Thursday, December 13, 2007

Romney, Huckabee, religion, politics and voting

When do the religious beliefs of a political candidate matter?

Or to be more specific:
1.) At what point do those beliefs become fodder for other candidates?
2.) At what point should those beliefs matter to voters?

In the past week, there has been much analysis and some gnashing of teeth about Romney's "Kennedy-like" speech on his religious beliefs and its connection to politics, Huckabee's awkward comments on Mormonism, and a common (misguided) understanding of "separation of church and state".

My answers to the questions above:
1.) Rarely if ever. Candidates should speak to the implications of those beliefs-- through particular policy positions. At best, it's bad form.
2.) Quite a bit-- although the extent to which this should occur falls along a spectrum.

Three thoughts here:
-If religious beliefs explicitly connect to policy positions, then the underlying religious beliefs are quite relevant. For example, people were concerned (improperly, I think) that the theology and eschatology of Reagan and Bush would influence policy toward Israel and nuclear war.

-One's policy positions are connected to one's values-- overtly religious or subtly religious, pseudo-religious, or otherwise. So, to say that one can ignore religious beliefs is at least somewhat incoherent.

-At some level, it matters in that religious beliefs can connect to general competence. For example, what if a candidate was a Scientologist? Or what if they have strange super-natural beliefs about horoscopes or the "luckiness" of the number 13? I would find it difficult, with good reason, to vote for someone like that!

4 Comments:

At December 13, 2007 at 1:47 PM , Blogger Doug said...

From my personal perspective, laden as it is with various cultural prejudices, I understand why triskadekaphobia or scientology would raise flags where run-of-the-mill Christianity would not. But, from a purely rational perspective, why should this be?

Is fear of the number 13 inherently more peculiar than a belief in the salutary effects of weekly consumption of bread and wine which has been magically transformed into the meat and blood of a divine human being?

 
At December 13, 2007 at 2:06 PM , Blogger Eric Schansberg said...

I'd say yes. Interestingly, the one is probably as prevalent as the other.

Of course, I wouldn't compare the "rationality" of Scientology or "superstitions" to the various truth claims of orthodox Christianity-- but that's a longer and different matter.

But to your point, I agree that many people don't draw such distinctions-- and are quite willing to judge politicians on their religious beliefs. (As Huckabee's snafu indicates, I think it's quite different for politicians to verbalize such judgments.) For example, many people would not vote for-- and are even allergic to-- practicing evangelical politicians for their religious faith/beliefs/practices.

One key difference (and one that hearkens to Romney v. Huckabee) is that the trans-substantiation of the bread and wine is one of many interpretations within orthodox Christianity about the elements of communion/Lord's Supper.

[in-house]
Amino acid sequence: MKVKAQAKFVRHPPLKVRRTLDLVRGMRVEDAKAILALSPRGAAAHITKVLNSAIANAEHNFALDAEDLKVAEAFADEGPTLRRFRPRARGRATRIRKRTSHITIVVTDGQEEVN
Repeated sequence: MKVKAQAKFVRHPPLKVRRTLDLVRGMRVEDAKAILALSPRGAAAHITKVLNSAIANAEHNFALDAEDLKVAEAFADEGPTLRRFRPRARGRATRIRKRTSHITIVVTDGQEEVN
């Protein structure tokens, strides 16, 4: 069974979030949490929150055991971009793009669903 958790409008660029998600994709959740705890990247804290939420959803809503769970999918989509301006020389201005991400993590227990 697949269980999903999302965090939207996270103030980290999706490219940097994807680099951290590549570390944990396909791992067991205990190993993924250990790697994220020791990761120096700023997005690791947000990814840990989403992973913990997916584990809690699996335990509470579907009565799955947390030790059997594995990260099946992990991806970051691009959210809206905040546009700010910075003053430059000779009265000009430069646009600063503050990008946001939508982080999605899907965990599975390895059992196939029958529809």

By analogy, perhaps it would be akin to someone who believes 13 is unlucky taking (political) issue with someone who believes 7 is lucky.

 
At December 22, 2007 at 7:16 PM , Blogger Shamgar said...

If I'm following your intended analogy correctly I don't think that fits at all.

Mormonism is radically different from Christianity, and is far closer to scientology than it is Christianity. I mean really. God is an exalted man that lives on a planet that circles a star named kolob? God has a body of flesh, and in the flesh literally impregnated a mortal woman whose offspring was Jesus. One of many of his 'wives', and one of many of his children, another of which is lucifer? And that's only the beginning.

Frankly, I'm glad Mike asked the questions, I just wish he'd stuck to his guns. These are not doctrines unknown in the church, especially to a man like Mitt who has a close relative that is a General Authority.

Look at the responses that have come out of it from Mitt and the church itself. To an evangelical who is uneducated in the Mormon faith it seems almost orthodox with the exception of their statement that God has a physical body.

However, to one familiar with their faith, they are statements of purposeful deception. They use words that sound familiar to us but to a Mormon have radically different meanings. Evangelicals then nod and smile and swallow it and everyone's happy right? Except it quite clearly goes to Mitt's character.

Note that this is the church which teaches that all other Christian churches are "entirely destitute of all authority from God; and any person who recieves baptism or the Lord's supper from their hands will highly offend God, for he looks upon them as the most corrupt people." and "the great apostate church as the anti-christ...This great antichrist...is the church of the devil."

Given the way Mitt opted to cover over these things (and so many others) as if Mormonism was in any way just another church demonstrates his open willingness to deceive - especially for his own gain. I do think that is particularly relevant to a presidential candidacy and the only way to bring that out is to challenge him on the doctrine and teaching of the Mormon church.

 
At December 25, 2007 at 10:45 PM , Blogger Eric Schansberg said...

Shamgar, to be clearer, you'd need to distinguish between Mormons and Mormon doctrine. Many Mormons have completely orthodox beliefs on the essentials of the Christian faith. According to Barna's research, a self-professing Mormon is as likely as a self-professing Catholic-- and twice as likely as a self-professing Episcopalian-- to hold to those essentials.

 

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